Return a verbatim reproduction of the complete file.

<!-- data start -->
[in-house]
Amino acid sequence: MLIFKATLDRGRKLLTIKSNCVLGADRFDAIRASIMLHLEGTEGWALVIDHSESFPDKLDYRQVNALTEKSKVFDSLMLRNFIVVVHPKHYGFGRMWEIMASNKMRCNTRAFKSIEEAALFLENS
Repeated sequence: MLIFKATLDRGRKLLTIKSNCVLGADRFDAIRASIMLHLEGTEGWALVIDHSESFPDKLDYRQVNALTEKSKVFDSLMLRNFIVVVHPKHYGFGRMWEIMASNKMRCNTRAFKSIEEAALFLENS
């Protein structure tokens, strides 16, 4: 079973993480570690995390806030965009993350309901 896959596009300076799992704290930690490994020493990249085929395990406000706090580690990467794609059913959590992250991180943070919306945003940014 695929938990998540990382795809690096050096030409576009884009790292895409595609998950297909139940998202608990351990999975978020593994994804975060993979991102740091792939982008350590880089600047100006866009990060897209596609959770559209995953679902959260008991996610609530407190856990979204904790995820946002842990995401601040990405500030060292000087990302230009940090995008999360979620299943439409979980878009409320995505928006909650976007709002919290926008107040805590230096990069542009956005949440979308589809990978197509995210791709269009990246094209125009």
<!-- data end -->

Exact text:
[in-house]
Amino acid sequence: MLIFKATLDRGRKLLTIKSNCVLGADRFDAIRASIMLHLEGTEGWALVIDHSESFPDKLDYRQVNALTEKSKVFDSLMLRNFIVVVHPKHYGFGRMWEIMASNKMRCNTRAFKSIEEAALFLENS
Repeated sequence: MLIFKATLDRGRKLLTIKSNCVLGADRFDAIRASIMLHLEGTEGWALVIDHSESFPDKLDYRQVNALTEKSKVFDSLMLRNFIVVVHPKHYGFGRMWEIMASNKMRCNTRAFKSIEEAALFLENS
């Protein structure tokens, strides 16, 4: 079973993480570690995390806030965009993350309901 896959596009300076799992704290930690490994020493990249085929395990406000706090580690990467794609059913959590992250991180943070919306945003940014 695929938990998540990382795809690096050096030409576009884009790292895409595609998950297909139940998202608990351990999975978020593994994804975060993979991102740091792939982008350590880089600047100006866009990060897209596609959770559209995953679902959260008991996610609530407190856990979204904790995820946002842990995401601040990405500030060292000087990302230009940090995008999360979620299943439409979980878009409320995505928006909650976007709002919290926008107040805590230096990069542009956005949440979308589809990978197509995210791709269009990246094209125009």